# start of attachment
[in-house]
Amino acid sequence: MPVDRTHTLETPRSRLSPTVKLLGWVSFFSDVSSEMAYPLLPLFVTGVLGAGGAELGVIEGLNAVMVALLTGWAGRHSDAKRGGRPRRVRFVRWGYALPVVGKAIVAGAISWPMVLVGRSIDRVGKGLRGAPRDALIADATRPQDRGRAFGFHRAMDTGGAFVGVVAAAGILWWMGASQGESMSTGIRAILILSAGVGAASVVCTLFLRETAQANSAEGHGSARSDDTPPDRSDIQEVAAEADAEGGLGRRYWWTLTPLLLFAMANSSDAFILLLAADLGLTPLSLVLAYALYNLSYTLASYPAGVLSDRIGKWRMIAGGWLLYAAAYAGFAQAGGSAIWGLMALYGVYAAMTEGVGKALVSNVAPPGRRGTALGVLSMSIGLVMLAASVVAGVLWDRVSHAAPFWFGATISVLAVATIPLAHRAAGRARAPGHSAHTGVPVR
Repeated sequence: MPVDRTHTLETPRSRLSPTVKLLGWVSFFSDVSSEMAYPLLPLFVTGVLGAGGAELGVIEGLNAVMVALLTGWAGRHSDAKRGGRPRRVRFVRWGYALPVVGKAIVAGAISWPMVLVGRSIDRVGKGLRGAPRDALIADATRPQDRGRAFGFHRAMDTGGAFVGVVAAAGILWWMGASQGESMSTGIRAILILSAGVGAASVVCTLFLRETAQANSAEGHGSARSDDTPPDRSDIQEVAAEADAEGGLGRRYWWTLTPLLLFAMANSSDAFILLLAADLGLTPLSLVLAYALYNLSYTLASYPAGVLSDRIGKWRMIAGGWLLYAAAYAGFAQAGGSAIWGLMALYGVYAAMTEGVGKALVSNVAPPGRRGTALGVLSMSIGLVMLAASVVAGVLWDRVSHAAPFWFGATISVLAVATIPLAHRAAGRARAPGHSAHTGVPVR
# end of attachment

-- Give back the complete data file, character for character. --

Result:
[in-house]
Amino acid sequence: MPVDRTHTLETPRSRLSPTVKLLGWVSFFSDVSSEMAYPLLPLFVTGVLGAGGAELGVIEGLNAVMVALLTGWAGRHSDAKRGGRPRRVRFVRWGYALPVVGKAIVAGAISWPMVLVGRSIDRVGKGLRGAPRDALIADATRPQDRGRAFGFHRAMDTGGAFVGVVAAAGILWWMGASQGESMSTGIRAILILSAGVGAASVVCTLFLRETAQANSAEGHGSARSDDTPPDRSDIQEVAAEADAEGGLGRRYWWTLTPLLLFAMANSSDAFILLLAADLGLTPLSLVLAYALYNLSYTLASYPAGVLSDRIGKWRMIAGGWLLYAAAYAGFAQAGGSAIWGLMALYGVYAAMTEGVGKALVSNVAPPGRRGTALGVLSMSIGLVMLAASVVAGVLWDRVSHAAPFWFGATISVLAVATIPLAHRAAGRARAPGHSAHTGVPVR
Repeated sequence: MPVDRTHTLETPRSRLSPTVKLLGWVSFFSDVSSEMAYPLLPLFVTGVLGAGGAELGVIEGLNAVMVALLTGWAGRHSDAKRGGRPRRVRFVRWGYALPVVGKAIVAGAISWPMVLVGRSIDRVGKGLRGAPRDALIADATRPQDRGRAFGFHRAMDTGGAFVGVVAAAGILWWMGASQGESMSTGIRAILILSAGVGAASVVCTLFLRETAQANSAEGHGSARSDDTPPDRSDIQEVAAEADAEGGLGRRYWWTLTPLLLFAMANSSDAFILLLAADLGLTPLSLVLAYALYNLSYTLASYPAGVLSDRIGKWRMIAGGWLLYAAAYAGFAQAGGSAIWGLMALYGVYAAMTEGVGKALVSNVAPPGRRGTALGVLSMSIGLVMLAASVVAGVLWDRVSHAAPFWFGATISVLAVATIPLAHRAAGRARAPGHSAHTGVPVR